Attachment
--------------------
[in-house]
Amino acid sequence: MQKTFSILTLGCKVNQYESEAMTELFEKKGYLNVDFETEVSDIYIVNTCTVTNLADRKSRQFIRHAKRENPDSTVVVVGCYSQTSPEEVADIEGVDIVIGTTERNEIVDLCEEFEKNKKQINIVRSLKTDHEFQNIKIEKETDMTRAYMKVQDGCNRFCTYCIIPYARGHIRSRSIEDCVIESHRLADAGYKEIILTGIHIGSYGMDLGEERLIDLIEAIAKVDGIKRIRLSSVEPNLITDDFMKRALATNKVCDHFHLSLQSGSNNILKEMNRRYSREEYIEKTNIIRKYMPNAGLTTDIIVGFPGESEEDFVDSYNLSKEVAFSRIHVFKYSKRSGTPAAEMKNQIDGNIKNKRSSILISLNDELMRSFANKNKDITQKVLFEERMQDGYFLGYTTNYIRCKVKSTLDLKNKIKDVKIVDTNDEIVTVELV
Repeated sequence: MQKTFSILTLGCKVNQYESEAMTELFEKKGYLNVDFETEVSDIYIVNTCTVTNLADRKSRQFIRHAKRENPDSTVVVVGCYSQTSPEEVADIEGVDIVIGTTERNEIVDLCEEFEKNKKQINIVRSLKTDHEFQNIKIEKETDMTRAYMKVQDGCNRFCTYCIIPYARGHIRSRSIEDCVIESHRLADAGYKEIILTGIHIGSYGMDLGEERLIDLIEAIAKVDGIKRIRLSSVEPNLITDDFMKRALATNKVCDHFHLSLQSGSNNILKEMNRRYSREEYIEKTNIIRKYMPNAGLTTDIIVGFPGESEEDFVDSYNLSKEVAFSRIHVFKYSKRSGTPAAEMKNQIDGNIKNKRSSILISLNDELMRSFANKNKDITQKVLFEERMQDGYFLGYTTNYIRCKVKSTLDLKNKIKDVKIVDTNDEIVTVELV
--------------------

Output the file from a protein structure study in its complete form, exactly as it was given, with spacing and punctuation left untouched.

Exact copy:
[in-house]
Amino acid sequence: MQKTFSILTLGCKVNQYESEAMTELFEKKGYLNVDFETEVSDIYIVNTCTVTNLADRKSRQFIRHAKRENPDSTVVVVGCYSQTSPEEVADIEGVDIVIGTTERNEIVDLCEEFEKNKKQINIVRSLKTDHEFQNIKIEKETDMTRAYMKVQDGCNRFCTYCIIPYARGHIRSRSIEDCVIESHRLADAGYKEIILTGIHIGSYGMDLGEERLIDLIEAIAKVDGIKRIRLSSVEPNLITDDFMKRALATNKVCDHFHLSLQSGSNNILKEMNRRYSREEYIEKTNIIRKYMPNAGLTTDIIVGFPGESEEDFVDSYNLSKEVAFSRIHVFKYSKRSGTPAAEMKNQIDGNIKNKRSSILISLNDELMRSFANKNKDITQKVLFEERMQDGYFLGYTTNYIRCKVKSTLDLKNKIKDVKIVDTNDEIVTVELV
Repeated sequence: MQKTFSILTLGCKVNQYESEAMTELFEKKGYLNVDFETEVSDIYIVNTCTVTNLADRKSRQFIRHAKRENPDSTVVVVGCYSQTSPEEVADIEGVDIVIGTTERNEIVDLCEEFEKNKKQINIVRSLKTDHEFQNIKIEKETDMTRAYMKVQDGCNRFCTYCIIPYARGHIRSRSIEDCVIESHRLADAGYKEIILTGIHIGSYGMDLGEERLIDLIEAIAKVDGIKRIRLSSVEPNLITDDFMKRALATNKVCDHFHLSLQSGSNNILKEMNRRYSREEYIEKTNIIRKYMPNAGLTTDIIVGFPGESEEDFVDSYNLSKEVAFSRIHVFKYSKRSGTPAAEMKNQIDGNIKNKRSSILISLNDELMRSFANKNKDITQKVLFEERMQDGYFLGYTTNYIRCKVKSTLDLKNKIKDVKIVDTNDEIVTVELV